Among the other gatherers I met Millie Werber, whose story was eloquently told by the writer Eve Keller in her recently published book Two Rings, and Millie’s sons, who accompanied her.

After the ceremony I visited my dearest friend Amy, who is buried in the same cemetery after succumbing to cancer eighteen months ago. Then I rushed to Brooklyn to catch what was left of the Brooklyn Book Festival, capturing two panels on subjects that interested me.

A good day indeed.

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Tuesday, September 11, 2012

On the High Holidays

Lately I have been engulfed with a feeling I could not define. Emptiness. I thought, concerned. But I have a life too full and rich to feel empty. I have a job I love; the new semester began with a bang, with my students arguing passionately about Iran, Israel, terrorism, war, peace, the world. And yes, that I still have no publisher for my memoir—a book in which I put my heart and soul, not to mention the time I dedicated to write and rewrite it--is a source of gloom. But after taking most of the summer off I am back contacting literary agents. Besides I have begun writing a new women’s fiction, an activity that has given me new energy and much enthusiasm. I deeply love and I am loved in return. Above and beyond, my seven-and-a-half year old granddaughter wants me to live to be a hundred and work until she can be my student and my four-and-a-half year old grandson wants to marry me. I feel no apathy or loneliness, which are associated with emptiness at least in the western philosophy to which I adhere. 

Depressed?  I question myself. After all I am the daughter of a woman who suffered clinical depressions and relished in her misery. Admittedly, the older I get the more preoccupied I am with the passage of time, sometimes grieving for those moments that will never return. But no. I am not a depressed person. If anything, my life story is testimony to my fervent optimism. 

It’s the Holidays, stupid, I suddenly realized. I feel unsettled every year at the end of the month of Elul, the last month of the Hebrew calendar (which usually corresponds with the month of September).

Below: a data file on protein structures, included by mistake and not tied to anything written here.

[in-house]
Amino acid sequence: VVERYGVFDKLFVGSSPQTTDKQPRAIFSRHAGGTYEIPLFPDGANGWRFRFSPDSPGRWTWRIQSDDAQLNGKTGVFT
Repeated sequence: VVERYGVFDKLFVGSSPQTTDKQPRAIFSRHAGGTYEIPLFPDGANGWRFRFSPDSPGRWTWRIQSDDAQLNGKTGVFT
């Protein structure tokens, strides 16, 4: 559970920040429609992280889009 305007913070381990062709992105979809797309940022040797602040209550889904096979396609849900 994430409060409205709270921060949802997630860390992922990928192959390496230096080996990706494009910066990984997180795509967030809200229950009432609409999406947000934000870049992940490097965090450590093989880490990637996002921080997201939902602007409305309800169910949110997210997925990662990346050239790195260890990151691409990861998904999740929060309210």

For Jews it is a time of self-reflection, individually and collectively. It is also a time Jews think of departed loved ones and their legacies.  But mostly, believing Jews acknowledge it is the period they are being judges by God before God inscribes their fate for the coming year. 

Growing up fearing God I didn’t worry so much about God’s decision, since on Rosh Hashanah, the Jewish New Year, and Yom Kippur, the Jewish Day of Atonement, my mother would stay all day in our neighborhood Shull, or small synagogue, crying and praying to God to inscribe her and her family in the book of life, keeping us safe, I believed. I was certain, too, that my paternal Hasidic grandparents would take care of us in their prayers. My father, I should mention, was not part of that safety net. Averse to religion because it was forced upon him by his father, for him--and for my sister and me --going to Shull during the High Holidays was a social thing. 

The harshest testimony of my father’s antipathy to religion that I can recall was his bringing chspeck (fresh bacon) to our kosher home one day. What made his deed even worse than contaminating our kitchen with forbidden food, was the fact that he did that on the eve of Yom Kippur, the holiest day in the Jewish calendar next to the Sabbath that precedes it. Wrapped in white paper, he hid it in the back of our refrigerator till the following day, when my mother was in the synagogue; my sister probably with her friends, and I at home alone with my father. Frying the chspeck on Yom Kippur, the day of fasting, he made two sandwiches on challah bread, one for him, the other for me, making me promise that I would not tell anyone, particularly my mother, what had occurred in our kitchen. It was a hell of a good sandwich. I was seven or eight.

When I grew older and read in the prayer book the horrible ways in which condemned Jews were inscribed to die in the coming year, I would shiver wondering who would write such horrific descriptions. That no one is presumed innocent made my anxiety worse. To feel safe, I would tell myself that God had no time to follow every person on earth, determining his or her fate. Wait! I would then tremble. God has helpers. Besides He, as we learned, was omnipotent. There was nothing He couldn’t do.